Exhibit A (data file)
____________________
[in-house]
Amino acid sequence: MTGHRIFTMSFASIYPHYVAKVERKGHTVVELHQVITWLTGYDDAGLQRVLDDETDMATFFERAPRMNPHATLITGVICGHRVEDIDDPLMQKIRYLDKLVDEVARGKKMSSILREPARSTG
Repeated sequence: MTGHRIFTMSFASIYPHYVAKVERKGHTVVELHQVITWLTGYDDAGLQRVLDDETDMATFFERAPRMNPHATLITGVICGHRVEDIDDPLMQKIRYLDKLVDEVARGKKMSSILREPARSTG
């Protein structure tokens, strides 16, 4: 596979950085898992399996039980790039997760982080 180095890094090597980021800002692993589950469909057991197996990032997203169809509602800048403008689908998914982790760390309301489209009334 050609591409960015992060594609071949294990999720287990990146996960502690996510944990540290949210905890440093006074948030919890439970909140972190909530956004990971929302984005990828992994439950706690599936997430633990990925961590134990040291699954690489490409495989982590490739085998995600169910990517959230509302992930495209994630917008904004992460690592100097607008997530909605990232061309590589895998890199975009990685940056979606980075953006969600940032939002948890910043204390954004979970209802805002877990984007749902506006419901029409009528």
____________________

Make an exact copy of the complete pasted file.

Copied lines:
[in-house]
Amino acid sequence: MTGHRIFTMSFASIYPHYVAKVERKGHTVVELHQVITWLTGYDDAGLQRVLDDETDMATFFERAPRMNPHATLITGVICGHRVEDIDDPLMQKIRYLDKLVDEVARGKKMSSILREPARSTG
Repeated sequence: MTGHRIFTMSFASIYPHYVAKVERKGHTVVELHQVITWLTGYDDAGLQRVLDDETDMATFFERAPRMNPHATLITGVICGHRVEDIDDPLMQKIRYLDKLVDEVARGKKMSSILREPARSTG
């Protein structure tokens, strides 16, 4: 596979950085898992399996039980790039997760982080 180095890094090597980021800002692993589950469909057991197996990032997203169809509602800048403008689908998914982790760390309301489209009334 050609591409960015992060594609071949294990999720287990990146996960502690996510944990540290949210905890440093006074948030919890439970909140972190909530956004990971929302984005990828992994439950706690599936997430633990990925961590134990040291699954690489490409495989982590490739085998995600169910990517959230509302992930495209994630917008904004992460690592100097607008997530909605990232061309590589895998890199975009990685940056979606980075953006969600940032939002948890910043204390954004979970209802805002877990984007749902506006419901029409009528």